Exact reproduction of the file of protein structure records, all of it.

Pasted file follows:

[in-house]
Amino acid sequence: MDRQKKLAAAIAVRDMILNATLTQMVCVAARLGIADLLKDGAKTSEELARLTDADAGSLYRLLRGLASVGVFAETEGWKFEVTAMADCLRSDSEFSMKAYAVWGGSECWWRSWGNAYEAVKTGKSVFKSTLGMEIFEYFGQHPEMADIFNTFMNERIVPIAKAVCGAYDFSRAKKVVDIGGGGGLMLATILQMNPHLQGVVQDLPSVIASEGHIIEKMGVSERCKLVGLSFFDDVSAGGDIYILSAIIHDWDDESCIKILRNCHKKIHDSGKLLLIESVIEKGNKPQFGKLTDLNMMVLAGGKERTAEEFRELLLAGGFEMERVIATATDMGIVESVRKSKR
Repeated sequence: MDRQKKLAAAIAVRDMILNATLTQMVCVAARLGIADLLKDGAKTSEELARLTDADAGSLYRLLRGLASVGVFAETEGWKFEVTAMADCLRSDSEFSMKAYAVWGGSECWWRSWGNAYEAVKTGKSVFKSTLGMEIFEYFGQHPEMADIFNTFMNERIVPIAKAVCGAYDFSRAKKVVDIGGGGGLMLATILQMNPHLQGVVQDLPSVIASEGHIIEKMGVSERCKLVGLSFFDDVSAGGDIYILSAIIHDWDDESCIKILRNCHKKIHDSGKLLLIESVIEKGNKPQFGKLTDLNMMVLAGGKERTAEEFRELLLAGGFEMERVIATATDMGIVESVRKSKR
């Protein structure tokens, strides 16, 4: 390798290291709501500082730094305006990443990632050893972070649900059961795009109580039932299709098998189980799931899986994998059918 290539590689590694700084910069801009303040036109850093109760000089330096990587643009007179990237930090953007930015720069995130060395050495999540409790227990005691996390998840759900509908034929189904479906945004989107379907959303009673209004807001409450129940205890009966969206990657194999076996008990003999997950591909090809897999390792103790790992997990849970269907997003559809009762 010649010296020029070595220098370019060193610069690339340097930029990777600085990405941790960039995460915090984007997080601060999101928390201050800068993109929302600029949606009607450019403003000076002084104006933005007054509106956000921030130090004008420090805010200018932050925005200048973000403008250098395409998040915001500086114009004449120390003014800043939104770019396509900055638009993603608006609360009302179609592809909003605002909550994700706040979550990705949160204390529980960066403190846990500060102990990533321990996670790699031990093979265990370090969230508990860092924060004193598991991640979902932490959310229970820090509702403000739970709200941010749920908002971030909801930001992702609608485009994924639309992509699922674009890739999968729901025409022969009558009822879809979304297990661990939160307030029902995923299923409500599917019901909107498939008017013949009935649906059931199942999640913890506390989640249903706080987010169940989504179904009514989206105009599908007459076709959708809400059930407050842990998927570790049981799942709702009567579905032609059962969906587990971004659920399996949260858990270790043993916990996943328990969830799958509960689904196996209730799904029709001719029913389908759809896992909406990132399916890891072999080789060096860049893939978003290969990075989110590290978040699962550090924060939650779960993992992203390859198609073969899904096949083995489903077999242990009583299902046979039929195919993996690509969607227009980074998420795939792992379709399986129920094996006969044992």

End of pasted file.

[in-house]
Amino acid sequence: MDRQKKLAAAIAVRDMILNATLTQMVCVAARLGIADLLKDGAKTSEELARLTDADAGSLYRLLRGLASVGVFAETEGWKFEVTAMADCLRSDSEFSMKAYAVWGGSECWWRSWGNAYEAVKTGKSVFKSTLGMEIFEYFGQHPEMADIFNTFMNERIVPIAKAVCGAYDFSRAKKVVDIGGGGGLMLATILQMNPHLQGVVQDLPSVIASEGHIIEKMGVSERCKLVGLSFFDDVSAGGDIYILSAIIHDWDDESCIKILRNCHKKIHDSGKLLLIESVIEKGNKPQFGKLTDLNMMVLAGGKERTAEEFRELLLAGGFEMERVIATATDMGIVESVRKSKR
Repeated sequence: MDRQKKLAAAIAVRDMILNATLTQMVCVAARLGIADLLKDGAKTSEELARLTDADAGSLYRLLRGLASVGVFAETEGWKFEVTAMADCLRSDSEFSMKAYAVWGGSECWWRSWGNAYEAVKTGKSVFKSTLGMEIFEYFGQHPEMADIFNTFMNERIVPIAKAVCGAYDFSRAKKVVDIGGGGGLMLATILQMNPHLQGVVQDLPSVIASEGHIIEKMGVSERCKLVGLSFFDDVSAGGDIYILSAIIHDWDDESCIKILRNCHKKIHDSGKLLLIESVIEKGNKPQFGKLTDLNMMVLAGGKERTAEEFRELLLAGGFEMERVIATATDMGIVESVRKSKR
């Protein structure tokens, strides 16, 4: 390798290291709501500082730094305006990443990632050893972070649900059961795009109580039932299709098998189980799931899986994998059918 290539590689590694700084910069801009303040036109850093109760000089330096990587643009007179990237930090953007930015720069995130060395050495999540409790227990005691996390998840759900509908034929189904479906945004989107379907959303009673209004807001409450129940205890009966969206990657194999076996008990003999997950591909090809897999390792103790790992997990849970269907997003559809009762 010649010296020029070595220098370019060193610069690339340097930029990777600085990405941790960039995460915090984007997080601060999101928390201050800068993109929302600029949606009607450019403003000076002084104006933005007054509106956000921030130090004008420090805010200018932050925005200048973000403008250098395409998040915001500086114009004449120390003014800043939104770019396509900055638009993603608006609360009302179609592809909003605002909550994700706040979550990705949160204390529980960066403190846990500060102990990533321990996670790699031990093979265990370090969230508990860092924060004193598991991640979902932490959310229970820090509702403000739970709200941010749920908002971030909801930001992702609608485009994924639309992509699922674009890739999968729901025409022969009558009822879809979304297990661990939160307030029902995923299923409500599917019901909107498939008017013949009935649906059931199942999640913890506390989640249903706080987010169940989504179904009514989206105009599908007459076709959708809400059930407050842990998927570790049981799942709702009567579905032609059962969906587990971004659920399996949260858990270790043993916990996943328990969830799958509960689904196996209730799904029709001719029913389908759809896992909406990132399916890891072999080789060096860049893939978003290969990075989110590290978040699962550090924060939650779960993992992203390859198609073969899904096949083995489903077999242990009583299902046979039929195919993996690509969607227009980074998420795939792992379709399986129920094996006969044992």